DCF records: Police, doctors, social workers aware of abuse in case of boy fed to pigs

KANSAS CITY, Missouri — Newly released records from Kansas Department for Children and Families reveal police and medical professionals, as well as social workers, were aware or suspicious that Adrian Jones and his siblings were being abused. Jones’ remains were found in November 2015 on the family’s Kansas City, Kansas, rental property after officers responding to a report of domestic abuse learned the then-seven-year-old boy was missing. The boy’s father, Michael Jones, was sentenced to life in prison with no chance of parole for at least 25 years. An identical sentence was ordered for Heather Jones, the boy’s stepmother, in November.

Adrian’s record from DCF is 2,000 pages long.

It shows the state of Kansas was almost immediately concerned over the safety of Adrian and his siblings upon being removed from their mother’s care and placed in the hands of their father, Michael Jones.


In September 2011, Michael Jones gained custody of Adrian and two of his siblings.

Three months later in December, Adrian’s stepmother, Heather Jones took one of the children to an emergency room after the child had a seizure.

The document states, “Heather Jones accused Adrian of pushing the child down the stairs.”

Heather was the only adult at the home when the child was hurt.

Adrian was just three years old. The other children were said to be at school.

Doctors questioned Heather’s statements because the child also had internal bleeding and bruises that, “don’t add up to falling down the stairs.”

At that point, Heather told medical staff, Adrian also, “hit [the child] with a rod,” according to the report.

Michael and Heather Jones

During the ER visit, doctors also noticed Adrian had a black eye. According to the records, Heather told hospital staff Michael hit Adrian for wetting his pants.

Michael claimed he didn’t know Adrian had a black eye because the kids were with Heather and the two were separated.

Dianne Keech, a former deputy director for DCF, analyzed some of Adrian’s file and said it’s obvious the kids should’ve been taken into protective custody.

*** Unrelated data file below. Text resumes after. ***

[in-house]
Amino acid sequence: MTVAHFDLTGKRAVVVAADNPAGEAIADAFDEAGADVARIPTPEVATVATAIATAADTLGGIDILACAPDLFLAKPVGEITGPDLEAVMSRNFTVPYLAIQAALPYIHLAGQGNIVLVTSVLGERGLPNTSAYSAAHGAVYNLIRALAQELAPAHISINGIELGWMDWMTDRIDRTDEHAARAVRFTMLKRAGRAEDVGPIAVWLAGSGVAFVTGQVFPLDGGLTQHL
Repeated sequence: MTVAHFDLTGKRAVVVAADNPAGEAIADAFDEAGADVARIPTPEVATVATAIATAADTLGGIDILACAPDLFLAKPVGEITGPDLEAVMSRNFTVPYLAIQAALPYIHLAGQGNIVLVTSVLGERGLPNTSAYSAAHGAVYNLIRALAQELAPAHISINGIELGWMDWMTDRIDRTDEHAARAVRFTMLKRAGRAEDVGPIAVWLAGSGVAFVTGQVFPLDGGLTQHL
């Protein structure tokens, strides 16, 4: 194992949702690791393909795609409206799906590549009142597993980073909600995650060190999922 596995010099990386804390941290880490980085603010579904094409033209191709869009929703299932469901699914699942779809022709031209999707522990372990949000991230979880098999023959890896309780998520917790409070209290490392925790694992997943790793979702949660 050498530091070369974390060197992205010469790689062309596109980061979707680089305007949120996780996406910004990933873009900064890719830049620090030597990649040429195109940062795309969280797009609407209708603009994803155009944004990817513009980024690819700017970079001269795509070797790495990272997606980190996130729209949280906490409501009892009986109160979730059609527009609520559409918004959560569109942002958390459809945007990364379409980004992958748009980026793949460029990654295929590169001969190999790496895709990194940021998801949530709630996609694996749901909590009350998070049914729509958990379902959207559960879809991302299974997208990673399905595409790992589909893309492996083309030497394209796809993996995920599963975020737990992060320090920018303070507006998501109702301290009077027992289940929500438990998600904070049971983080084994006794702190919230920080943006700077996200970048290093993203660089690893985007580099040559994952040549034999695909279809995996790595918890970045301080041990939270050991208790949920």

“It is extremely clear that these kids are not safe in the home,” Keech said.

Michael told investigators he was separated from Heather at the time because he thought she was on drugs and was acting “erratic.”

At that time, Michael signed a form that he would not allow Heather to have contact with the children while the state investigated her for child abuse.

Michael and Heather Jones home in Kansas

Within days of the incident, several child welfare professionals made contact with the family, including a Topeka police officer.

According to the record, the officer stated, “he could confirm [Adrian] had been hit with a closed fist.” However, the officer stated Adrian was safe at his current location, though it’s not clear from the records where the children were staying.

During the interview, Adrian stated to the officer that his father hit him on the face.

At other times, Adrian would report that Heather hit him.

Adrian’s aunt also told the police officer that the kids were commonly injured while in Heather’s care. She states that Adrian told her Heather bruised Adrian’s face and that Heather, “tells the children to say their sibling did it.”

The aunt also said Heather only hits her stepchildren not her biological kids.

Adrian’s siblings also told the officer they could hear Heather choking Adrian at night. According to the documents, the child told the officer, it sounded like “he [Adrian] was dying.”

A social worker interviewed Heather over the phone. The worker reports Heather started crying and said, “I would never do anything to hurt them.”

Adrian was marked as high risk for abuse by DCF, but was also deemed “safe,” according to the documents.

Keech said that doesn’t make any sense.

“Why are we saying that children who are at high risk for abuse, who have injuries, who are actually reporting being physically abused, why are we saying they’re safe and leaving them in the home?” Keech said.